Tabletop roleplaying games are one of my oldest hobbies, but at some point I realized that I’ve played in so few games over the years, that I don’t actually know what is happening in the world of RPGs. I embarked on yet another endless project to get up-to-date with what’s been happening in RPGs on two fronts. First is mechanics – what are the new novel ways of organizing the rules. Second is worlds – reading stories gives you those stories, but reading about an interesting world gets your mind racing and creating dozens of stories by itself. This is the first victim of that project.
As soon as I asked questions about interesting recent RPGs, Powered by the Apocalypse (PbtA) titles started to pop up. Consensus seemed to be that Dungeon World is the best, so off I went to pick up a copy.
So, PbtA seems to be a system, that in itself kind of defines the genre, the common actions in the genre and thus the common actions in the game. That is, the system works as a sort of guideline to the style of games intended to play with it. It seems to me that the system works best, when the focus is quite narrow and well defined. As far as I’ve heard, the bad PbtA games tend to be the ones that don’t have a clear focus and try to do a bit of everything.
The beef of the system are the aforementioned actions. Those actions start with the fiction – when you are not involved with the rules, you are co-creating a story, and when that story hits a spot that sounds like a defined action, you jump into the rules of the action for a while. The actions contain some resolution mechanics, and finally they return to the fiction, that is, the resolution given by the action is usually defined in pretty general terms, and that resolution should be fleshed out to fit to the story being created. That is, although generally you are creating the story, when the story hits a conflict point, you give chance a role to find a resolution to the conflict, and then you fit the resolution into the story again.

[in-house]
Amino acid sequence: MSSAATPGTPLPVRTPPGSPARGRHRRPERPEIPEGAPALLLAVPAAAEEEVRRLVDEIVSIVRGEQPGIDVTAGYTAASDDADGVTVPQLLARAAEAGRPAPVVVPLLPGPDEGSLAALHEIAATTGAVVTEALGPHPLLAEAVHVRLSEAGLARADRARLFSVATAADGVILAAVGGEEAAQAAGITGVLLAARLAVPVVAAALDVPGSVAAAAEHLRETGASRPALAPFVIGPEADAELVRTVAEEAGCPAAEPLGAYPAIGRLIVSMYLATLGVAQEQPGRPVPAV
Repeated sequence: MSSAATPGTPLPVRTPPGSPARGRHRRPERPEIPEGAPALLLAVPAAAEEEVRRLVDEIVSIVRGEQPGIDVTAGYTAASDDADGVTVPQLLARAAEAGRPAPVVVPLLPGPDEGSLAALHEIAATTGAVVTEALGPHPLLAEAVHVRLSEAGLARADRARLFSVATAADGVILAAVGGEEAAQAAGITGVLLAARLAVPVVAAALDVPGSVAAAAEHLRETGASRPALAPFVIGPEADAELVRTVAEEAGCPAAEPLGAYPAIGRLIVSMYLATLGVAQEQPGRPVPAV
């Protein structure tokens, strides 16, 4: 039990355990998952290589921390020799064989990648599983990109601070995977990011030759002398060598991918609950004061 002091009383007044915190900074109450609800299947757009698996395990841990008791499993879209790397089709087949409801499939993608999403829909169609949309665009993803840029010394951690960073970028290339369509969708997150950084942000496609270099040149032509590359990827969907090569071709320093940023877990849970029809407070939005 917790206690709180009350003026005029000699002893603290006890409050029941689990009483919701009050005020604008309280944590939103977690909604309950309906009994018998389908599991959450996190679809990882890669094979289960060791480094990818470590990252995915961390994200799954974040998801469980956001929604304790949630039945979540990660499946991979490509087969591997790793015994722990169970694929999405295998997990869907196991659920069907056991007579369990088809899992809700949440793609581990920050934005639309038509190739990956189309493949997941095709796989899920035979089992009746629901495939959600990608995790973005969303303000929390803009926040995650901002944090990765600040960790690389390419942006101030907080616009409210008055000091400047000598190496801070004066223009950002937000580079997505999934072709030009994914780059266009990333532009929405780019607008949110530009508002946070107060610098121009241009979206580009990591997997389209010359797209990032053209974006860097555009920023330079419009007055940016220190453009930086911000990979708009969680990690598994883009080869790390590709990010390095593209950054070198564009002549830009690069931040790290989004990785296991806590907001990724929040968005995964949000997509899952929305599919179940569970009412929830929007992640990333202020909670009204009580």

The system is very lightweight. In a conflict, the traditional RPG systems usually involve a lot of dices being thrown and tables being consulted. Mostly you jump out of the fiction for a long time, or you even let the dice tell the fiction completely for the duration of the conflict. Here, the system gets in seamlessly triggered by the fiction, and when you are done with the system (which should happen quickly), you are right back in the fiction. It is a system that allows you to add excitement and chance into an experience of collective story telling, instead of being a system of combat simulation.
Among RPG hobbyists, D&D is usually thought of as the most simple, most generic type of fantasy. It has orcs, who are green and usually angry, it has elves, who have pointy ears and are usually lofty. That literally is the entire depth that the D&D worlds have. Obviously the game is the oldest RPG around and has spent all of that time (I think) as the most popular RPG in the world, so the amount of stuff released for the game is mind blowing, and inevitably there’s mostly more depth than that, but it’s still simplistic. The world is literally an excuse for going to dungeons to bash in the heads of monsters in cool scenes and loot their stuff to be more powerful for the next dungeon.
Dungeon World is D&D done with the PbtA system. In order to keep the PbtA system running in a well focused manner, Dungeon World takes D&D and actually simplifies it a lot.
That’s ok though, since PbtA is not geared towards a complete world with a bazillion details – it’s geared towards starting somewhere and seeing where it goes. You are supposed to be creating most of the stuff on the fly anyway. This means that the depth of the world is entirely up to you. Obviously the system keeps things limited to the strengths of Dungeon World, and those are quite narrow and simple – kicking the asses of bad guys and taking their loot. Hopefully there’s a plot involved somewhere.
D&D style power fantasy has its time and place. With D&D you get the benefit of endless amounts of material to run with. Ready made adventure and campaign modules are endless and thus it’s easy to jump in and play for a bit. I think I’d still go with Dungeon World next time I’m in the mood for something like this, since with it you can just create a few quick characters and start running and see, where it goes. The system is mostly out of the way and concentrates on making things interesting. It doesn’t get bogged down on endless details, but keeps things, where they are interesting – in the fiction. This was definitely an interesting acquaintance and now I’m the mood for one or two of the other more praised PbtA games.